‘Don’t feel like it’s not your place’: Advocates encourage discussion, openness about suicide in prevention efforts

Undated shot from Anchorage.
Undated shot from Anchorage.(KTUU)
Published: Dec. 8, 2020 at 7:08 PM AKST
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Information in this story may provoke strong emotions for some people, as it pertains to suicide. If you or someone you know is in need of crisis intervention, call Alaska’s CARELINE anytime, any day of the year by dialing (877) 266-HELP, or dial 911. You can also text CARELINE advocates by sending “4HELP” to 839863.

ANCHORAGE, Alaska (KTUU) - For most, the COVID-19 pandemic has proven challenging, especially when it comes to mental and emotional health. That’s raised further concern about suicide in the state, particularly as Alaskans get to the coldest, darkest days of the year.

“These are very, very difficult times,” said Ketchikan Wellness Coalition Executive Director Romanda Simpson. “And if we put the whole weight on one person, I don’t think anyone could do it by themselves. If we know somebody who is experiencing suicidal thoughts and ideations, it is all of our responsibilities to do that intervention, to be that intervention.”

Both researchers and advocates say that thus far, suicide rates are relatively stable compared to previous years, at least upon first glance at raw data.

“We know that in 2019, we did have an increase in our suicide rates, which I think has put us all at a place where we’re very concerned about what we’re going to see during the pandemic,” said Leah Van Kirk, Statewide Suicide Prevention Coordinator for the State of Alaska Division of Behavioral Health. “So far, a preliminary look at our data has not shown a significant increase in our suicide rates. However, we still need to analyze that data as it comes in.”

The seemingly level data, which, again, still needs official analysis, is through September of 2020. Typically, suicide data isn’t completely analyzed until almost a year later, said Van Kirk.

“I wouldn’t say we have any data at this point that suggests our suicides are skyrocketing as a result of the pandemic,” she added, in comparing numbers from 2017, 2018 and 2019. “It’s hard sometimes to really evaluate the data when we may not have it all; it takes time to evaluate. But so far, we are not seeing a significant increase.”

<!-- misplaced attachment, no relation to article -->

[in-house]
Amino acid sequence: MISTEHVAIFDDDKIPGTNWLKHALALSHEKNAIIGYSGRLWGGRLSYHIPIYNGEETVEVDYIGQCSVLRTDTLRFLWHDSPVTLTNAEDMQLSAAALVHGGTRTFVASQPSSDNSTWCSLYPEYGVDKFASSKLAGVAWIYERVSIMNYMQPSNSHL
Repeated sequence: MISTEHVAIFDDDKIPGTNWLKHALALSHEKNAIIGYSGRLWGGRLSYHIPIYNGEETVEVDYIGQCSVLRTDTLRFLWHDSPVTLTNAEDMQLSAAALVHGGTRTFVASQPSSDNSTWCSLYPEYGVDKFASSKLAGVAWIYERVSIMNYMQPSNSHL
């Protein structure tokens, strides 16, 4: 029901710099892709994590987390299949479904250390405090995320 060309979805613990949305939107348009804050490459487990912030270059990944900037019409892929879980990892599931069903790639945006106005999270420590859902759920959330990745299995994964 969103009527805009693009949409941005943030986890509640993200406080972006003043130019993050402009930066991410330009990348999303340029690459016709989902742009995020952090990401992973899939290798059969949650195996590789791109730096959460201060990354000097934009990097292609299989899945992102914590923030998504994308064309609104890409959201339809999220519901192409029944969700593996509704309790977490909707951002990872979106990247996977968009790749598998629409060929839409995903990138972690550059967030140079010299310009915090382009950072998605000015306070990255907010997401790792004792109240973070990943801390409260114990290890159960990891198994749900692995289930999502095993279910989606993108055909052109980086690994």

Without any increase, however, Alaska’s suicide rates remain high. A State of Alaska Epidemiology bulletin released in September showed that from 2016 to 2019, two of every three violent deaths in Alaska were results of intentional self-harm. Van Kirk said there is even more concern regarding Alaska’s adolescent suicides: Alaska’s average annual adolescent suicide rate was 28.8 per 100,000. That’s 3.2 times higher than the average annual U.S. rate from 2016 to 2018.

If the 2020 numbers end up showing that there wasn’t a drastic increase in Alaska suicides, that doesn’t mean people across the state aren’t struggling immensely, particularly with the social distancing and isolation further caused by the pandemic. Most youth who would otherwise be in the classroom, for example, are instead disconnected from school, their usual instructors and their peers. Many of the elderly, who are in a high-risk category for contracting and being affected by COVID-19, haven’t been able to have physical contact with anyone outside their homes.

Still, while Alaska remains different in policy, practice, location and more from the rest of the country, there are a lot of resources across the state, with access increasing every day.

“A lot of people think, ‘Well, we’re remote, we don’t have anything,’” Simpson said, “but there are lots of amazing resources, especially now, with COVID.

“When you look at what’s happening in the world right now, you’re realizing there’s a lot of stuff we have no control over,” she continued. “But at the same time, communities are recognizing we have control over some things. In particular, small, rural Alaska communities, we have a tendency to be able to bounce back and support each other.”

With more virtual options, and the willingness of the state and federal government to open up to them, she said, outreach may be different, but it is also providing opportunities to those who may otherwise not have sought help.

“People would choose not to seek help because they didn’t want to go to a location where everybody would know what they’re going for,” Simpson said. “So in these cases, we have more access to mental health resources that we might not have had access to before.”